Syria’s economic situation- particularly in areas held by the Syrian government- has only continued to deteriorate with time, and with this deterioration, living standards have continued to diminish. Perhaps the most familiarMore
The earth moved. What Turkey and Syria went through was doomsday in the strictest sense. They are currently facing not only the largest disaster of their history but also the largest on these lands in the past thousand years.
An earthquake is an intense shaking of Earth’s surface. The shaking is caused by movements in Earth’s outermost layer. On Monday 6th February, two massive earthquakes with a 7.9 and 7.5 magnitude hit south-eastern Turkey and south-western Syria.
According to reports, the death toll in Turkey and Syria now stands at 30,000 people, with more than 75,500 injured. But UN relief chief Martin Griffiths has said, “Turkey-Syria quake deaths to top 50,000.” Over 12,000 buildings have collapsed in Turkey alone, and, with many trapped beneath the rubble. We expect that these shocking figures will rise further, adding to the devastation in a region already roiling from years of conflict and economic and humanitarian crises.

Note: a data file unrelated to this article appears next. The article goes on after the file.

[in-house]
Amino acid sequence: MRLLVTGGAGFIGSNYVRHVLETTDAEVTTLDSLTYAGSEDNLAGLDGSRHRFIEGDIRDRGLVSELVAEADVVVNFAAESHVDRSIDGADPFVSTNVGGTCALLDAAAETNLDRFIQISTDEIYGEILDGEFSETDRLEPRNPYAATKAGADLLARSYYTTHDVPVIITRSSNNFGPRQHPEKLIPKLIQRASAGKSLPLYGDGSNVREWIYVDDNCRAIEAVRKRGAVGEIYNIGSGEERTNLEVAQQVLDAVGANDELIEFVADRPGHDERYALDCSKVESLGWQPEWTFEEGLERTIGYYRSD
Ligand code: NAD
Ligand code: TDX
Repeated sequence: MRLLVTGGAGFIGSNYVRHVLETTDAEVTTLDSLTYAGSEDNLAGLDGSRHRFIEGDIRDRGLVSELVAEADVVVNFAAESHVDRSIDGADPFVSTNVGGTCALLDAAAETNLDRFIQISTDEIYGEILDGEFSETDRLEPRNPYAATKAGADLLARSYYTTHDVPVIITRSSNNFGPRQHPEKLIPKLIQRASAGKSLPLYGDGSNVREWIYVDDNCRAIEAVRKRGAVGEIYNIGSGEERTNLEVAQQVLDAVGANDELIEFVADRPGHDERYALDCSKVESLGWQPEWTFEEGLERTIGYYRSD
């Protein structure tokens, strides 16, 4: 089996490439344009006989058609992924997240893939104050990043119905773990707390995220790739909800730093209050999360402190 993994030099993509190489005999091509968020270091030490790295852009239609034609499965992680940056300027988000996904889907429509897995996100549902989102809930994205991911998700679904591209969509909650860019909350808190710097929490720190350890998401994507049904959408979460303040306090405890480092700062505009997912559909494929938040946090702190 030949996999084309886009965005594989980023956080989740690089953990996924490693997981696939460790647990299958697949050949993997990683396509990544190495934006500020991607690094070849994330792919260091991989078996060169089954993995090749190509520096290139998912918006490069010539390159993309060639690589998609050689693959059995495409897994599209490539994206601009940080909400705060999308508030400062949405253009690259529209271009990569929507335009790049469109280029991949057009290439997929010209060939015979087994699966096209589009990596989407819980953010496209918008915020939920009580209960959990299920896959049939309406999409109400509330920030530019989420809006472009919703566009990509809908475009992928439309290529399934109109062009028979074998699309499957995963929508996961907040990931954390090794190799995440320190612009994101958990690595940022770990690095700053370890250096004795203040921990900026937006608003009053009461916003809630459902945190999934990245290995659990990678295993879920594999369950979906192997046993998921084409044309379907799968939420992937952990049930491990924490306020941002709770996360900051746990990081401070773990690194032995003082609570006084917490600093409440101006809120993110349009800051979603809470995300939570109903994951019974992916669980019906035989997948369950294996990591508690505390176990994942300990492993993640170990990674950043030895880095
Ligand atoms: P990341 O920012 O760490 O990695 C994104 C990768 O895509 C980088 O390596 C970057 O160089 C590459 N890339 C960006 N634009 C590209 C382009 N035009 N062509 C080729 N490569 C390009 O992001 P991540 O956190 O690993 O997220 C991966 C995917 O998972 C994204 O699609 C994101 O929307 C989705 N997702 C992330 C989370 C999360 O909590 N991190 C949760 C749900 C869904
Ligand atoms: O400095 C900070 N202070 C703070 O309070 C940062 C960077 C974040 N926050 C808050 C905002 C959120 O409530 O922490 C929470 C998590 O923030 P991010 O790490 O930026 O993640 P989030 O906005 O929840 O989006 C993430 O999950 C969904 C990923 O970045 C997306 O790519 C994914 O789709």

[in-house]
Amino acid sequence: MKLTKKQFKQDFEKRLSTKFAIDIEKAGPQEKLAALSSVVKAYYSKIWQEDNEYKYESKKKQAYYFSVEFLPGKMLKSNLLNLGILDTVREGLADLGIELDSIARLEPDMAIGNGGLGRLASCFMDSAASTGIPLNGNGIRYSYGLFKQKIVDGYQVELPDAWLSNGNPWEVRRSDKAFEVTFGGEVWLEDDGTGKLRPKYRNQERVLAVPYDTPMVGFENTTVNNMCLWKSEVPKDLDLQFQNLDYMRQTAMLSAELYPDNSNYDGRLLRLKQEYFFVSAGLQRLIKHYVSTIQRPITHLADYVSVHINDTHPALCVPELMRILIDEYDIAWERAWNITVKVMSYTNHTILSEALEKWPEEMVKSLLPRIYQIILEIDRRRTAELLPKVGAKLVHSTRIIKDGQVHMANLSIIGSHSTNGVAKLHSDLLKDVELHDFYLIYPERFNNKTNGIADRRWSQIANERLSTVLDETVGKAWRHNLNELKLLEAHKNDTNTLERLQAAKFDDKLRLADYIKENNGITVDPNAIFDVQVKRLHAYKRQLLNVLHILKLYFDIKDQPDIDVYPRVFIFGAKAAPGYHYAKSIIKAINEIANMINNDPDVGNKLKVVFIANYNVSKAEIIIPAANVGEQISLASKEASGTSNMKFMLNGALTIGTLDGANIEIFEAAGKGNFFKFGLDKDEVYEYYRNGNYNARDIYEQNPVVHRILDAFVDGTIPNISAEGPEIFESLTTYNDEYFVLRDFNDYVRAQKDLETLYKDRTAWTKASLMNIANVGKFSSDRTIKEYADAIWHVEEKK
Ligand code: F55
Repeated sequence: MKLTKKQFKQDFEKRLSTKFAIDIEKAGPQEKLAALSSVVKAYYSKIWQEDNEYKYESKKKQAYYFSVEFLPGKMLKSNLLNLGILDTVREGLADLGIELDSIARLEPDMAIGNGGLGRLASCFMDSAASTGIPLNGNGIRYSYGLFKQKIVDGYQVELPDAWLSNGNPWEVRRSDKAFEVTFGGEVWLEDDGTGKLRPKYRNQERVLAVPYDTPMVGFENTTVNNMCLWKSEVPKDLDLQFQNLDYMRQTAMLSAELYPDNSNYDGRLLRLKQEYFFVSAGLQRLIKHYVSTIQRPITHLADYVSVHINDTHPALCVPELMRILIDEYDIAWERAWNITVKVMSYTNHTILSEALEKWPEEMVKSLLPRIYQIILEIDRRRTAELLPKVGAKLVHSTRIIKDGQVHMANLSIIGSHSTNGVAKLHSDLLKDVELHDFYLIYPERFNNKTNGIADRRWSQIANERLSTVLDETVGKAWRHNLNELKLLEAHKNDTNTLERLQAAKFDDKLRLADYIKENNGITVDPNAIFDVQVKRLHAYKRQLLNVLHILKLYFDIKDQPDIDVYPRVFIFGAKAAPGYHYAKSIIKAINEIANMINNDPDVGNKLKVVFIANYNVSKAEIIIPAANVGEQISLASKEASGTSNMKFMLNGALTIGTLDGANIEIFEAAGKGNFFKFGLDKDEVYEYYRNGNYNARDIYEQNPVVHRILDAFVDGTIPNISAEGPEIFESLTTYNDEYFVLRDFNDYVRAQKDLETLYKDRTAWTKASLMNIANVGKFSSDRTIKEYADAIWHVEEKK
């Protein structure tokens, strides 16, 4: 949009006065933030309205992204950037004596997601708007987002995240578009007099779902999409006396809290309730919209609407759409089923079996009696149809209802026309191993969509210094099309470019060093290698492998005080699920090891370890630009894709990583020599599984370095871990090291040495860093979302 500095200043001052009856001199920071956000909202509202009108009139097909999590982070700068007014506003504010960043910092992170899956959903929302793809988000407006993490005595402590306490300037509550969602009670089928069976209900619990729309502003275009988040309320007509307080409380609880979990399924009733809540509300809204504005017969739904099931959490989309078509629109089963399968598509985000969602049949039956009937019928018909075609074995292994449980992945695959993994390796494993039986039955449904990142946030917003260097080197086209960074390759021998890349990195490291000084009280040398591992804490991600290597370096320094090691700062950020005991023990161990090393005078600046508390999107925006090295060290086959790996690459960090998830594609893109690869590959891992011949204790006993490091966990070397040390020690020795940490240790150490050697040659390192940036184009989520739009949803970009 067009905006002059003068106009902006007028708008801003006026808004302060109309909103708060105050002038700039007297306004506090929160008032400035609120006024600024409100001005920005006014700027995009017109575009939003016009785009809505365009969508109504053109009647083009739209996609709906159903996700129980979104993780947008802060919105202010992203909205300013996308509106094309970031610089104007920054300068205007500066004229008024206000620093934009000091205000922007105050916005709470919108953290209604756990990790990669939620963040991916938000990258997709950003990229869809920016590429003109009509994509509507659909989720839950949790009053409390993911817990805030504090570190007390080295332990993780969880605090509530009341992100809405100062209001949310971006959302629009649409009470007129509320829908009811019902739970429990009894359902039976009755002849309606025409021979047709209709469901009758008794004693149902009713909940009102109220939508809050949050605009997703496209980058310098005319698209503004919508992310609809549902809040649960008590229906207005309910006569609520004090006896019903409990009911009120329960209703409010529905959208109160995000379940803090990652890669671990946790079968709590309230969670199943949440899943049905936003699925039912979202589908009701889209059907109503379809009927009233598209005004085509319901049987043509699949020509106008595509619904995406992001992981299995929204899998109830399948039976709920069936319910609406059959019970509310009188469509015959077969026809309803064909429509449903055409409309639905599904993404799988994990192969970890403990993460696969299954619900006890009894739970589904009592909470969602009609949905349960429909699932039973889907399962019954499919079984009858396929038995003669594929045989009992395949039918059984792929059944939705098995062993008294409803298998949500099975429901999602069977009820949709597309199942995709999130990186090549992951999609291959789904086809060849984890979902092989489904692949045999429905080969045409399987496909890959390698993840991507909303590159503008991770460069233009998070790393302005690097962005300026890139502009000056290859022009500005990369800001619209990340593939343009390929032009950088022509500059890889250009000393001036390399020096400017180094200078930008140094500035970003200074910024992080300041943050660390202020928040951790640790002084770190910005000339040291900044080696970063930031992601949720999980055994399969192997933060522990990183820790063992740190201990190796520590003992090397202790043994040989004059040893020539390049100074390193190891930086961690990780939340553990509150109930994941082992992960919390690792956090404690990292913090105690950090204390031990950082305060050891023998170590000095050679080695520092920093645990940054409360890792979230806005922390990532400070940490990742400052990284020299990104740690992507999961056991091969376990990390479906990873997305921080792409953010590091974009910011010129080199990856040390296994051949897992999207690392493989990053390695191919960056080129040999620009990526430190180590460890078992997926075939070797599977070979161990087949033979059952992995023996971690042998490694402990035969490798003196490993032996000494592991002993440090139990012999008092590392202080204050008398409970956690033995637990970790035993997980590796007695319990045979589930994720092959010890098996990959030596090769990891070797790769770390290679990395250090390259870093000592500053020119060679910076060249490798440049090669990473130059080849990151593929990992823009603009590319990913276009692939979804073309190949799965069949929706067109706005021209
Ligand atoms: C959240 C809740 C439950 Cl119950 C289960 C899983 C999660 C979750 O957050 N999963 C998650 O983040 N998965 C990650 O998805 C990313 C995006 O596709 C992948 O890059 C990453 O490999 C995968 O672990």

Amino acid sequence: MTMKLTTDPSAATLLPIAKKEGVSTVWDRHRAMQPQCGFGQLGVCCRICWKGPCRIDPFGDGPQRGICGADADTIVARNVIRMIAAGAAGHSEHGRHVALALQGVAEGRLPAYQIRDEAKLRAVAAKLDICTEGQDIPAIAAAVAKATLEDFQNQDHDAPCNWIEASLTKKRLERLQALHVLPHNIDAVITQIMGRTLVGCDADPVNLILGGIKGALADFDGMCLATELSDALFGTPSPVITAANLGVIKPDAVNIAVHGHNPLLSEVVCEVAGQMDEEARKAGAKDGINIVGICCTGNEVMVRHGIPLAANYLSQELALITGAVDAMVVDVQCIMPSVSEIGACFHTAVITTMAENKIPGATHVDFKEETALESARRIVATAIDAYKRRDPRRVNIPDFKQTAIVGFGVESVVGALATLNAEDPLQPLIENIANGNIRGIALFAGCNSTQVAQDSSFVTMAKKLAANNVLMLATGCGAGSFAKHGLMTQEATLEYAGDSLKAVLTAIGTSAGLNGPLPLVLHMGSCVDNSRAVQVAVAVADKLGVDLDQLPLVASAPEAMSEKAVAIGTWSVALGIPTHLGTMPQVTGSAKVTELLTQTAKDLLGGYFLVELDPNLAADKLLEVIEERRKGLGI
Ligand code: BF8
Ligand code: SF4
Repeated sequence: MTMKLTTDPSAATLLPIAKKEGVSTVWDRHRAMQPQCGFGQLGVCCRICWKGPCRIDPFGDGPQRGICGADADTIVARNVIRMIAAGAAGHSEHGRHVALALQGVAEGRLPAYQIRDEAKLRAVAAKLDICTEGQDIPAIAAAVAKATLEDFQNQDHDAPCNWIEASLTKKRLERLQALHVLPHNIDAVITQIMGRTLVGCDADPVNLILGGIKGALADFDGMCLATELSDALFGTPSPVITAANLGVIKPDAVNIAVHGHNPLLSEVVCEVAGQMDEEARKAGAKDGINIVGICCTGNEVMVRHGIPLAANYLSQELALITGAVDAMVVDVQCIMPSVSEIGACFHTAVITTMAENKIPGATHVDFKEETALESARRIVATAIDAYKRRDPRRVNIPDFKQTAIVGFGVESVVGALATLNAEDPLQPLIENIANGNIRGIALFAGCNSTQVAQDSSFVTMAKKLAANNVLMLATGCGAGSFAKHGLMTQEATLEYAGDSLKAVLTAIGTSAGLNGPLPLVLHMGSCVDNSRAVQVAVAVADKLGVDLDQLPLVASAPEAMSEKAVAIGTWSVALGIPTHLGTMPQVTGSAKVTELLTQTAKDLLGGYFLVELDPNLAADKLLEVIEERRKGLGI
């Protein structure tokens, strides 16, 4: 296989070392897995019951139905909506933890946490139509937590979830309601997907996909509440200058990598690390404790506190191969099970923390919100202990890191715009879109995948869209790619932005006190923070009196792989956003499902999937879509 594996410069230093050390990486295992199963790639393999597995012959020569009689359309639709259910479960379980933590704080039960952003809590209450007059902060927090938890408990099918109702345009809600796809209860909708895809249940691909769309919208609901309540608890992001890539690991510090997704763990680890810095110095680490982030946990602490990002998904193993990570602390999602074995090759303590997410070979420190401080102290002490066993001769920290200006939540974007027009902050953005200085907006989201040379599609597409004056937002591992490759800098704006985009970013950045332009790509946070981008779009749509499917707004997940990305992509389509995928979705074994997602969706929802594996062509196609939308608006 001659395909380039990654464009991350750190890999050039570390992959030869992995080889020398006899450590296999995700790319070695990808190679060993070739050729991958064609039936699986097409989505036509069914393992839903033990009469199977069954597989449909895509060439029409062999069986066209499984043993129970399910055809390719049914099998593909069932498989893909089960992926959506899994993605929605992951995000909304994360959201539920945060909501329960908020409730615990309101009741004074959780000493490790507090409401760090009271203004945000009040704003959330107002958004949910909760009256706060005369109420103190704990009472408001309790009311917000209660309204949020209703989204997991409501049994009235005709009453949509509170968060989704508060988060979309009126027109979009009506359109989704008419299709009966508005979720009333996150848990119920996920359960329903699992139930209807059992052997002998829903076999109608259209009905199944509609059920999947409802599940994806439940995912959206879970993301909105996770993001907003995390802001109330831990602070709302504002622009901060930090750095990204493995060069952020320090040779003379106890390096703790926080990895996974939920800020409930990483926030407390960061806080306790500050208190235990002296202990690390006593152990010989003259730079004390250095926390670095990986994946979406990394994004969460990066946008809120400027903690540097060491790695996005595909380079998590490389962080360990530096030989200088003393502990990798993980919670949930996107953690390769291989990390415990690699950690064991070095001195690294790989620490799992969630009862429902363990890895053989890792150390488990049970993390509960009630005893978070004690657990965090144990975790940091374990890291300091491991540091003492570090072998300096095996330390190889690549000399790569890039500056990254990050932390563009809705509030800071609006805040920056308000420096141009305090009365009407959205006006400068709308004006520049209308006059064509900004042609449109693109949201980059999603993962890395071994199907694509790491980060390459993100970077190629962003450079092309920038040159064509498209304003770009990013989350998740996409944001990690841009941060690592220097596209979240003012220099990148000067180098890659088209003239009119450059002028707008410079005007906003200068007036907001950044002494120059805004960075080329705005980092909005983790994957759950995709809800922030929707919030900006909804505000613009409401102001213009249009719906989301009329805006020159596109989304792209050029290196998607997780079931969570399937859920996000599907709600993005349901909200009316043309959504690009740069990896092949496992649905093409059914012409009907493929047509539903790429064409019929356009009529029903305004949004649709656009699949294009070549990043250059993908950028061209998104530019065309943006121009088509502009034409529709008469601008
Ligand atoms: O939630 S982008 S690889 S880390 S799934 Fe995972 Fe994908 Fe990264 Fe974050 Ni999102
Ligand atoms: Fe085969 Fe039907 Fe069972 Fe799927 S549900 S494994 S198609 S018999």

Turkish President Recep Tayyip Erdogan declared a three-month state of emergency across 10 provinces as rescuers in Turkey and Syria struggled to find survivours. “Thousandsof people have been injured. They have lost everything and are traumatised by the terrible earthquake and the series of aftershocks,” explains Myriam Abord-Hugon, HI’s Syria program director.
“It is currently winter in the affected region and people are facing cold, rain and bad weather after losing their homes and belongings. There is an urgent need to provide them with aid.” The earthquake has affected 23 million people, including 1.4 million children, according to the World Health Organisation (WHO).
George Graham, Chief Executive of Humanity & Inclusion UK has said, “We expect a huge need for rehabilitation. Many of these injuries can worsen or turn into permanent disabilities if people do not receive appropriate rehabilitation services such as physiotherapy and prosthetic fitting. We know from responding to disasters in other countries that one of the heaviest legacies of this earthquake will be its psychological impact.”